Despite the widespread use of school-based abuse-prevention programs, there is little research that supports their effectiveness in helping children avoid victimization. Susan F. Ko and Merith A. Cosden, University of California/Santa Barbara, report that most programs are evaluated by measuring students’ increase in knowledge about abuse, not by measuring changes in their behavior and subsequent experiences with abuse. In fact, Ko and Cosden state that it has not been proven that increasing students’ knowledge of strategies to avoid abuse enables them to change their behavior in order to reduce victimization.
Prevention programs were designed to equip children with protective strategies that would allow them to avoid or reduce harm. They teach children skills that make them more assertive and less compliant with offenders. These programs targeted the primary years because of the high incidence of abuse seen with young children.
Only one previous study attempted to link knowledge obtained in prevention programs to changes in children’s behavior and subsequent experiences. In that study, researchers conducted 2,000 telephone interviews with students aged 10-16.
Students who had attended prevention programs in their schools exhibited more knowledge about abuse and its prevention, yet there was no correlation between this knowledge and a reduction in victimization or injury. However, these students were more likely to have disclosed the incident to others and less likely to blame themselves for the abuse.
In the current study, Ko and Cosden attempted to measure the impact of school-based prevention programs by surveying high school students who had participated in prevention programs in elementary and middle school.
Data from 137 students were collected anonymously during health classes. The researchers compared the results from 72 students who reported attending abuse-prevention programs with 65 students who were demographically similar but had not participated in such programs.
As in previous studies, students who had attended prevention programs were more knowledgeable about abuse concepts. These students also reported fewer incidents of abuse than students who had not been trained in abuse prevention.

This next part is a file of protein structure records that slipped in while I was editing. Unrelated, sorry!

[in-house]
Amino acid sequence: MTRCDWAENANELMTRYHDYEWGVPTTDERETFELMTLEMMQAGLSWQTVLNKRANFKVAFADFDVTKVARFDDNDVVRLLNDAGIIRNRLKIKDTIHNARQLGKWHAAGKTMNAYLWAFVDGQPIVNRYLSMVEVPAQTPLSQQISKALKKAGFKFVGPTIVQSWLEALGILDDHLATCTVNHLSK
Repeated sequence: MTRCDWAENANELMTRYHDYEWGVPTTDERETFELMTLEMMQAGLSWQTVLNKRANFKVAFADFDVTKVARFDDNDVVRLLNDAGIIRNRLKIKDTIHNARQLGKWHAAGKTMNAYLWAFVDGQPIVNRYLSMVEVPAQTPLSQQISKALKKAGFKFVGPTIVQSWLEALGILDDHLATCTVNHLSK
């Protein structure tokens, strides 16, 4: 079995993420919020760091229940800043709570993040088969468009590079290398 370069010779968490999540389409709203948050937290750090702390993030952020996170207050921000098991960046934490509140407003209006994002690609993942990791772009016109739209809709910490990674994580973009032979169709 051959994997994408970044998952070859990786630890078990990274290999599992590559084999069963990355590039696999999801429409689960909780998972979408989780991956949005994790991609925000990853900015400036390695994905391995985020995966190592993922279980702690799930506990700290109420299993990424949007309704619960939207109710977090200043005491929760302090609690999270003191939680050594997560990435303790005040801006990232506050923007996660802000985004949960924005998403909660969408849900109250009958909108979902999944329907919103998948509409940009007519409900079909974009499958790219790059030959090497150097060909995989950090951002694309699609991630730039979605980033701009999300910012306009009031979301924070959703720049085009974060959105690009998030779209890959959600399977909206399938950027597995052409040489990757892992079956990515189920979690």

Among students who had been abused but had not used one of the recommended strategies, 25 percent reported a positive outcome and 75 percent reported a bad outcome. However, even when the students used the strategies they had been taught, the effectiveness of their reactions to abuse was variable.
There were significant differences in the reported effectiveness of these strategies in relation to abuse by known and unknown offenders.
Sixty-two percent of students whose abusers were unknown to them reported that the strategies they used were effective in reducing or preventing abuse, whereas only 34 percent of those who knew their assailants believed their strategies were effective. These children still seemed vulnerable to abuse by people they knew.
Most students in the current study had a core of common knowledge about abuse, but students who attended programs had greater understanding of subtle but important issues. These issues included attribution of blame, understanding that abusers could be people who were close to the victim, awareness that both girls and boys could be victims, and acknowledging the need to report abuse.
No one strategy appeared to be universally helpful in either avoiding or reducing harm. The majority of abuse incidents reported by the students were perpetrated by someone known to them. The strategies taught in most abuse-prevention programs appear to be more effective with strangers.
Thus, participation in school-based programs may have helped these students avoid abuse by a stranger, but it was less effective in helping them contend with known assailants.
“Do Elementary School-Based Child-Abuse Prevention Programs Work? A High School Follow-Up” Psychology in the Schools Volume 38, Number 1, January 2001 Pp. 57-66.
Published in ERN November 1999 Volume 12 Number 8